It still came with full instrumentation.[4] 1954 saw Chrysler's first fully automatic transmission, two-speed PowerFlite, offered as an extra-cost option on all Dodges. Other changes included the addition of the Torsion-Aire Ride (torsion bar) front suspension[1] and a heavy duty suspension with heavy duty shock absorbers and a heavy duty leaf sprung rear. It came with many extra features at no cost, such as wall-to-wall deep pile carpeting, premium white wall tires and wheel covers, luxury fabrics and upgraded interior and electric windshield wipers. The base Coronet and Deluxe were available as two-door sedans, four-door sedans and station wagons.
In keeping with Dodge's position as a step above Plymouth, the Super Bee shared the Charger's Rallye instrument cluster and the Coronet 440's rear finish panel.
The Super Bee included a heavy-duty suspension, an optional Mopar A-833 four-speed manual transmission, with high performance tires, and a stripe (with the bee logo) wrapped around the tail.
One of the most notable features of the first-generation Coronet was a three-speed, fluid-driven transmission that was operated by a foot pedal on the floor.
The D-500 also received an upgraded suspension with very stiff front coil springs; heavy duty Oriflow shock absorbers, with the same valving specified for Dodge police cars, were mounted in the springs. For 1965 only, Dodge also sold only 101 units of a modified wheelbase version of the base Coronet two-door sedan and 440 hardtop used for NHRA drag racing.
There is also one Hemi-powered 1967 Coronet 440 two-door hardtop known[citation needed], which is not among the 55 WO23 Super Stock cars produced for Dodge drag racers.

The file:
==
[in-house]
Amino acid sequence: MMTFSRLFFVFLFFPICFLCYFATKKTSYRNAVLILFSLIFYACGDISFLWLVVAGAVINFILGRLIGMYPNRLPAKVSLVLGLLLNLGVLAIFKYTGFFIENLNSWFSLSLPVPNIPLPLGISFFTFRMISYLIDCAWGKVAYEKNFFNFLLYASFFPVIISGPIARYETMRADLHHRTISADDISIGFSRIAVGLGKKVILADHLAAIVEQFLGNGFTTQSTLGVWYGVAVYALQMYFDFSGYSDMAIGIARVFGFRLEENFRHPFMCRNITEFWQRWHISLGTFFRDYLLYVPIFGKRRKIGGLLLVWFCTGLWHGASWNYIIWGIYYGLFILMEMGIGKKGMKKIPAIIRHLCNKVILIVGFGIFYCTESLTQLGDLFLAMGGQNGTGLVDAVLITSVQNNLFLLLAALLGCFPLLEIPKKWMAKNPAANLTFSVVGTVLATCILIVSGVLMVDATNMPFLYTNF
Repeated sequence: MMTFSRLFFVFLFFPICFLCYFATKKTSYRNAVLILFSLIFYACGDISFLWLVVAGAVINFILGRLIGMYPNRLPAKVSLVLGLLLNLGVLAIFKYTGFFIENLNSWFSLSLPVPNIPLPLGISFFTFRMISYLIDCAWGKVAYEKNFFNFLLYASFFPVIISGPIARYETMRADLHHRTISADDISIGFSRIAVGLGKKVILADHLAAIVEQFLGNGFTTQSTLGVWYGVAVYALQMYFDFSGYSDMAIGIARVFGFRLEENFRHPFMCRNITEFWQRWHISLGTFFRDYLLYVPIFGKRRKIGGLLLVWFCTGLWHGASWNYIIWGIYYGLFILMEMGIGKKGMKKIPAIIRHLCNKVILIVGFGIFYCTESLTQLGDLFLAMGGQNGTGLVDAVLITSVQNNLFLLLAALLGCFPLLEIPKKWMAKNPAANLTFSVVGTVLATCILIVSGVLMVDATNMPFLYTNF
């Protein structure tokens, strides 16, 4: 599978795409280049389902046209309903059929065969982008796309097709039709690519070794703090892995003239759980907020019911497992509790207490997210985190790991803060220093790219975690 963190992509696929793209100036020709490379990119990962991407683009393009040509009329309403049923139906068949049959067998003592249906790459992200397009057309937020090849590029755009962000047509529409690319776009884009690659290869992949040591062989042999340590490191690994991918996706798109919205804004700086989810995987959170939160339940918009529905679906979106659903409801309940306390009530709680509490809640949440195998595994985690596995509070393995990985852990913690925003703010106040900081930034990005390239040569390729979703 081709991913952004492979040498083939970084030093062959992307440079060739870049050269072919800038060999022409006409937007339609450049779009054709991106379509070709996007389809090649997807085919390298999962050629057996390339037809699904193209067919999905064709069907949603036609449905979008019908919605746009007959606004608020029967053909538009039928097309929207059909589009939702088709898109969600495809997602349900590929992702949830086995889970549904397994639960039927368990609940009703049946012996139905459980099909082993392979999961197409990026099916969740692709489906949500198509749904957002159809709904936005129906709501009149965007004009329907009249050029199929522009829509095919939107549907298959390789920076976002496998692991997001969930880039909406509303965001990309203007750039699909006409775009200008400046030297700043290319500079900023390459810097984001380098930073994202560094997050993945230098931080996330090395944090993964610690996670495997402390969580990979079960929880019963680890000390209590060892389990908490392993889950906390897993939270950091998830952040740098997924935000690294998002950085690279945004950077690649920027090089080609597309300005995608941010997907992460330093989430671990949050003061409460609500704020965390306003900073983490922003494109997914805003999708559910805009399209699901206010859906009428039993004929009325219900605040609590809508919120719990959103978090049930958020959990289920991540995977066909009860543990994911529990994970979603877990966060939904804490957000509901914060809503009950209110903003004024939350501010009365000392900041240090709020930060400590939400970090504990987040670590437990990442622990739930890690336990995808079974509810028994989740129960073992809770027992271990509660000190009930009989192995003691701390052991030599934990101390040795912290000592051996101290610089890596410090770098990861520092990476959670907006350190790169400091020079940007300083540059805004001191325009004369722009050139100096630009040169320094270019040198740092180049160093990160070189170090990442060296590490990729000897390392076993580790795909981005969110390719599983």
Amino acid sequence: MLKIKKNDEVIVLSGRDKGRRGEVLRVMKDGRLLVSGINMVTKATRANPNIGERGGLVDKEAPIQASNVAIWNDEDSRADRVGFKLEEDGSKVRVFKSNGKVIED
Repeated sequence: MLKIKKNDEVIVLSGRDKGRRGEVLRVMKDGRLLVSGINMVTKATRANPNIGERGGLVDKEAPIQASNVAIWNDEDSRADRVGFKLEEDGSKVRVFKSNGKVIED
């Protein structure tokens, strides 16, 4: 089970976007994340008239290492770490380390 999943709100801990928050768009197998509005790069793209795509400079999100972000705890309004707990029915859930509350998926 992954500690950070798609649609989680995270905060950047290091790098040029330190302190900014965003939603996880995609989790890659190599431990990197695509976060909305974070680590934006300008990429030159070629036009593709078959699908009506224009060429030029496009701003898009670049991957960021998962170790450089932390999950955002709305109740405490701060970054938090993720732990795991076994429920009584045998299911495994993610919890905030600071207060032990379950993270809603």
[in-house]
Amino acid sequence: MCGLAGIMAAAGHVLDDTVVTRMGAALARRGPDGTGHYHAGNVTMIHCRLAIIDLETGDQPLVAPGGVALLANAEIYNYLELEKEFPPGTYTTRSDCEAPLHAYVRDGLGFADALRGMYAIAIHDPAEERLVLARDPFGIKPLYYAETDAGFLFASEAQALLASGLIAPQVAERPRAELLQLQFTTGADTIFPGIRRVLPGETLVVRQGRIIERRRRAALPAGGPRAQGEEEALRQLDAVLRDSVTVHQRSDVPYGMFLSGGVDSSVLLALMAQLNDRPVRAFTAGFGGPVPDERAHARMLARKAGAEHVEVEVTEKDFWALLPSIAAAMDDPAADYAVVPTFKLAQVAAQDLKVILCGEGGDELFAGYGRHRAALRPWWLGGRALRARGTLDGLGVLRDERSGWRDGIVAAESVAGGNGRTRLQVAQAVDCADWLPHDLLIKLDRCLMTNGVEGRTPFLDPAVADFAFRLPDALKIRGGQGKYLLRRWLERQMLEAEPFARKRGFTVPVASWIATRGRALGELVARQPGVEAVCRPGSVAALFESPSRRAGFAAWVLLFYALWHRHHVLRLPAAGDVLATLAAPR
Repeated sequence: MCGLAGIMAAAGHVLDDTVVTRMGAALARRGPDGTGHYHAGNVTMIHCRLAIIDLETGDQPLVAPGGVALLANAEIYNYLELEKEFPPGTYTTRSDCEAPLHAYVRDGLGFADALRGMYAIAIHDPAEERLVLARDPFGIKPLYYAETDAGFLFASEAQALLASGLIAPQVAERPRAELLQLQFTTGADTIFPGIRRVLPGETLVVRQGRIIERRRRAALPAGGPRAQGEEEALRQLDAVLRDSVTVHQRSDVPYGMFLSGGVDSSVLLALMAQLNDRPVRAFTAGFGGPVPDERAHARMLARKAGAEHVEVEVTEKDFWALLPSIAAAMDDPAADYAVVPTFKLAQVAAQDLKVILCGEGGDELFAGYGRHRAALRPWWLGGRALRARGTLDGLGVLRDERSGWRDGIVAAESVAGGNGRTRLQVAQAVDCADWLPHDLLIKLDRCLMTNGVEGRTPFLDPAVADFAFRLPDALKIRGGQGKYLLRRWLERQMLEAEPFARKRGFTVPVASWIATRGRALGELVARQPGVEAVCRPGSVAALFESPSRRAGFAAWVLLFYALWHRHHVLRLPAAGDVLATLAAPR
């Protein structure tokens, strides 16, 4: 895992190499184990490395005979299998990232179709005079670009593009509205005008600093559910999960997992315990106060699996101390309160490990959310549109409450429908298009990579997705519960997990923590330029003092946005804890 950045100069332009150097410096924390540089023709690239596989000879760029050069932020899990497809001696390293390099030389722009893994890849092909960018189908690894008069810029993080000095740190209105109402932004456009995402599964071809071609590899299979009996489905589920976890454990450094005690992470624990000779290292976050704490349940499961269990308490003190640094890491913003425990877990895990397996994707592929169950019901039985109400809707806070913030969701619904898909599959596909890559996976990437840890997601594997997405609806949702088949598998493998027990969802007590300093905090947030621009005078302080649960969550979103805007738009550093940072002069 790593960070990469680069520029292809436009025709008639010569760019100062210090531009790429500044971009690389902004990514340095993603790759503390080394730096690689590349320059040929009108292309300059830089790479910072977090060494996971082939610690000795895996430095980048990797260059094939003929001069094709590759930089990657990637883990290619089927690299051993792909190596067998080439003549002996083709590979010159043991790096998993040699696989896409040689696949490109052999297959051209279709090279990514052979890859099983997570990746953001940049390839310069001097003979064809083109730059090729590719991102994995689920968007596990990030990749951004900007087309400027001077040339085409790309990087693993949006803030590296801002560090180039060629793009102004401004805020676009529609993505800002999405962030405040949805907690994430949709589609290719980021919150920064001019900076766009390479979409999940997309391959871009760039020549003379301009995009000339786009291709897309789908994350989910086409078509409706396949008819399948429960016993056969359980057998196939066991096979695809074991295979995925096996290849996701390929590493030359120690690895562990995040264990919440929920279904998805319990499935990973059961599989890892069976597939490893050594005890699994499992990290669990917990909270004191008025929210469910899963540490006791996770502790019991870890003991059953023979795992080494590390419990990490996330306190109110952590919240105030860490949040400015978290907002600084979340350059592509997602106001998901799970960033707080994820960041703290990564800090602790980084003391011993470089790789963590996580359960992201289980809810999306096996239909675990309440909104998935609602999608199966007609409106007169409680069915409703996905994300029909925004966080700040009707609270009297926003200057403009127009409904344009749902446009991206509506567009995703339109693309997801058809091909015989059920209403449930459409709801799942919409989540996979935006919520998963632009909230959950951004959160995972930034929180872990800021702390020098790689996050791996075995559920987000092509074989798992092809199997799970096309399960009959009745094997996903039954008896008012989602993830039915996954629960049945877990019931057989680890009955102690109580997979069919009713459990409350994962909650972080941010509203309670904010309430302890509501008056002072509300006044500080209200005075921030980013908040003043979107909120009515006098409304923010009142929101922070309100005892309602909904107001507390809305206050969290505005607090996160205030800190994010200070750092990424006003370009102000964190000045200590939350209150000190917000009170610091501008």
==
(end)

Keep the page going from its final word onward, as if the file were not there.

The name "Super Bee" was derived from the "B" Body designation given Chrysler's midsized cars which included the Coronet. The car A990 was stripped of all features and included base bucket seats from Dodge's truck-van line of vehicles.
The altered wheelbase eventually became commonly known as Funny Cars because of their stretched front clips. An even hotter version of the D-500, the D-500-1 was intended primarily for NASCAR competition. Front seat belts and padded dash were standard.[9] The middle of the Coronet line-up was the 440 and was available as a two-door hardtop, convertible or station wagon. Under the hood, the engine received larger valves (about 18% larger), a full-race camshaft, and a double log intake manifold that used two four-barrel Carter WCFB carburetors. The top of the Coronet line-up was the Coronet 500 and was only available as a two-door hardtop or convertible in 1965. Slightly over 33,300 units were sold in 1965 and included as standard, a V8 engine (273 cubic inches), exterior trim and badging, bucket seats, padded dash and chrome floor console.
Coronets were manufactured at Chrysler's Los Angeles assembly plant and at Lynch Road assembly plant in Detroit. Engines offered for 1965 included the base 225 Slant-Six, 273, 318 (Polyhead), 361 (the last year for this big block engine was 1966), 383 and 426 in multiple HP choices.
Sales brochures list the 413 (its last year offered) as available, but no records exist of this engine commonly used in Imperials, being installed in Coronets for 1965.